Okay so you’ve cleaned, scrubbed and de-make-upped your face. You’ve put curlers in your hair and plucked the ungainly growth from wherever the ungainly growth grew (hey, you try typing that line at 3am!) The wind outside is howling, the moon is full and bright and the cold frosty bit on the stairway is getting even colder and frostier. Not to mention there is a new batch of seaweed on the balcony and the smell of fish in the bath. So, what do you do now? Do you go and investigate these interesting phenomena, or should you call Mr. Husky nice guy, just in case you need a little comfort and—comfort.

Never fear, our intrepid, never to be daunted, Agent Double D.3 has done a special guide on how to deal with unusual nighttime paractivity and find yourself a perfect match. So go get yourself a nice mug of dreamy hot chocolate—made with added chunks of real Godiva. Find a cosy, alright steamy—okay, okay, hot enough to take your breath away romance? Slide into your slinkiest, silky sleepwear (really I am sober, honest.) And listen to the latest gossip on the sultry side of midnight.

Agent Double D.3 reports :

Vampires: Detecting a vampire in the house is achieved through a variety of ways. Screaming “Bite me, Bite me,” isn’t a recommended method until you know which type of vampire you have. A cautious approach to any attic, fully armed with crucifix, garlic, holy water and with a generous stake by your side is considered ideal. Of course, you may wish to wear a night dress which is particularly sleek and see-through. Just in case he’s handsome, sexy and an overall good guy. Then again, who cares about the good..?

Werewolves: The first thing one must do in detecting the presence of werewolves is to check the moon. Unfortunately, most modern werewolves can now change at any time of the month but it’s always good to know the moon is still there. The first and most obvious sign that a werewolf is on your property is the sudden depletion in your supplies of Kibbles and Bits. You don’t have Kibbles and Bits? Then try leaving half a lamb or a string of rabbit carcasses by the porchway. The next half-naked hunk with torn jeans who hammers on your door in the wee hours, demanding to know why you’re attempting to poison him with raw meat, is your man, uhm, wolf. On discovering his identity you must immediately offer to run a shower for him. Note: It is considered terribly bad form to do this while standing naked within the shower. But then, good form was never much fun.

Ghosts: Ghosts are a particularly hard paractivity to notice. Being hard though is kind of what makes these guys fun. It is possible to detect these paramours through expensive and complicated electronic devices. This is not recommended. At worse you look like an idiot when you find you can’t operate the stuff, at best you look like a weedy college professor that no decent ghost would be seen floating around with. The best method is to take off your clothes and lie on the bed naked. Everyone knows that ghosts just love to look at people in bed, not to mention with this method you’re already half-way prepared for when he arrives.

Invisible men: Invisible men are tough bodies to crack, most of them being on the verge of half-crazy. Hey, if you couldn’t see it to aim when you needed to pee, you’d be waltzing up to the nut house too. Catching these types of paractivity requires cunning, stealth, a good ear, edible spray adhesive and several bags of your favorite chocolate ground into a fine powder. Since most invisible men are natural voyeurs find a nice private part of the garden that is well lit by moonlight. As soon as you hear footsteps and see feet depressions in the grass, spray liberally with the adhesive and toss the bags of chocolate powder. Once he’s fully, chocolately, visible and stopped sneezing, feel free to offer to clean the chocolate off him.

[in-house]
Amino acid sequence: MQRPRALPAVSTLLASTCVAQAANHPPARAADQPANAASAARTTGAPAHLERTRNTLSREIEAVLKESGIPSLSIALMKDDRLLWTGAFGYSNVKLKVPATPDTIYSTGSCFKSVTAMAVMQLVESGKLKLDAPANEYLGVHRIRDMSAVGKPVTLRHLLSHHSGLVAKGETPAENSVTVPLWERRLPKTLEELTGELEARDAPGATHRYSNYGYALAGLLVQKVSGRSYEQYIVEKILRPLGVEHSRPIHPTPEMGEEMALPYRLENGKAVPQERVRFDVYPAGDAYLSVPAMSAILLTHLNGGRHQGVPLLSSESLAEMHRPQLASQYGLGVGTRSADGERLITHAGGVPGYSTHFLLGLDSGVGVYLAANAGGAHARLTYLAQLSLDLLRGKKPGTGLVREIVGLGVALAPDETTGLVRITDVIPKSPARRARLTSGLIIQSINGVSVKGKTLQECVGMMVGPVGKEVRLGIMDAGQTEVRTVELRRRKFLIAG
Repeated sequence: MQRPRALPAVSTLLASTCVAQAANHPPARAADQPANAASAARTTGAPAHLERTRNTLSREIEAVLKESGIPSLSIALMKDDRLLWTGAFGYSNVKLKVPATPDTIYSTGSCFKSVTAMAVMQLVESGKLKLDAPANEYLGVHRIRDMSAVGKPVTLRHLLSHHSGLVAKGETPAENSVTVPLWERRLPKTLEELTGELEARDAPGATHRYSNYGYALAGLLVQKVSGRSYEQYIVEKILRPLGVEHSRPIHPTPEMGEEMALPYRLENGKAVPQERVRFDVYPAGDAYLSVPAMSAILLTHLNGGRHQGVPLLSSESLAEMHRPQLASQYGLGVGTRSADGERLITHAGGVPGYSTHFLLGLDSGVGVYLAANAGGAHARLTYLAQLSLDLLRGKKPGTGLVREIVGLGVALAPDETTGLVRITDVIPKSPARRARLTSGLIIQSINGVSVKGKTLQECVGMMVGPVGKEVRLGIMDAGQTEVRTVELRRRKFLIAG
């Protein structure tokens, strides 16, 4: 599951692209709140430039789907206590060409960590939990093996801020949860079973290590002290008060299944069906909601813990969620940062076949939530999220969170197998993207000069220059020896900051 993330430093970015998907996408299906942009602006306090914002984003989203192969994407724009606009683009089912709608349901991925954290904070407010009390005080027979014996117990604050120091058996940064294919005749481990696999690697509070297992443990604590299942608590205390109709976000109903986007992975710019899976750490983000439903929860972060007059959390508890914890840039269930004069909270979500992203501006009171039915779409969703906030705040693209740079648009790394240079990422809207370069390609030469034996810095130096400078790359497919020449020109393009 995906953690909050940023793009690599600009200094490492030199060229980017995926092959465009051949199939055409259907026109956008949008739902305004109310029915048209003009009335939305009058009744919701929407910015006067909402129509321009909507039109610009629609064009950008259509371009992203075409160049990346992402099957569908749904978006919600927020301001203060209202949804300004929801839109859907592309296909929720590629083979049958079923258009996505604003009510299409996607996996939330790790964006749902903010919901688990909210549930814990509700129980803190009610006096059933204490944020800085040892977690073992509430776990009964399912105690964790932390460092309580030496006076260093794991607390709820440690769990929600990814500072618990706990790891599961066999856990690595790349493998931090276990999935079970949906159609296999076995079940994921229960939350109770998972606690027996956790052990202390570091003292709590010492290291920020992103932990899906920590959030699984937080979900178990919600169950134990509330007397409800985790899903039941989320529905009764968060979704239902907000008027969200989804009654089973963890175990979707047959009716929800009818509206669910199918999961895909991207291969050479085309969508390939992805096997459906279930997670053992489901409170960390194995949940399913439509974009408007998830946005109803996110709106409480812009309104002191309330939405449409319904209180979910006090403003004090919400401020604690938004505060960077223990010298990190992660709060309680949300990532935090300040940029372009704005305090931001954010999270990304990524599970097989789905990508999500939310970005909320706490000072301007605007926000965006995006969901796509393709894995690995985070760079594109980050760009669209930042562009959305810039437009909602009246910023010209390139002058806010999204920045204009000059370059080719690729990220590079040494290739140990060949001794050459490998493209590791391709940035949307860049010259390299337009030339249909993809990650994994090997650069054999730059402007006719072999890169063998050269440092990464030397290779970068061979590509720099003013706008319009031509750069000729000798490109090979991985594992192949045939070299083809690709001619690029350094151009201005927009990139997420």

Mermen: No, no, no, don’t go walking around with a spray bottle of water and soaking all the men you meet hoping to find a merman. While this may have the added pleasure of a surprise male wet t-shirt contest, it will also give a lot of ineligible men the wrong idea. Not to mention if you find the object of your desire he’d be turned into a fish. And really, think about it. WHAT GOOD IS HE WHEN HE’S A FISH? Do I need to repeat myself? No? Good. The use of subtlety is paramount when hunting down anyone of a mer nature. Look for tell-tale signs, most notably the abject fear of getting wet. Observe how long it takes for your suspect to take a shower? Are there loud slapping noises on the floor after he has taken one? Is there an odd sea-like odor and strings of dried sea weed hanging around his balcony? If there are, then congratulations you have caught you a fish, uh, merman. Just make sure, the next time he heads to the beach, you get ahead of him and do some impromptu skinny dipping. The sun, sand and a battery powered blow drier will work wonders from there.

Agent Double D.3 report ends.

14 April 2007

Ghosts in the Graveyard

I am haunted.

By words and images that dance in my head. By remembered ghostly tales told on my grandmother's front porch by moonlight. By the occasional glimpse of a beloved, long-dead pet, still sunning herself in her usual spot by the window. By the voice of a loved one, calling my name on the edge of sleep.

As a native of North Carolina with ancestors stretching back into ancient Scotland, Ireland, Wales and Cornwall, I am haunted by history, by the words of great Southern writers, and by music of times long past. So it seems only fitting that I could sing before I could talk, and have been writing since I was old enough to hold a pencil.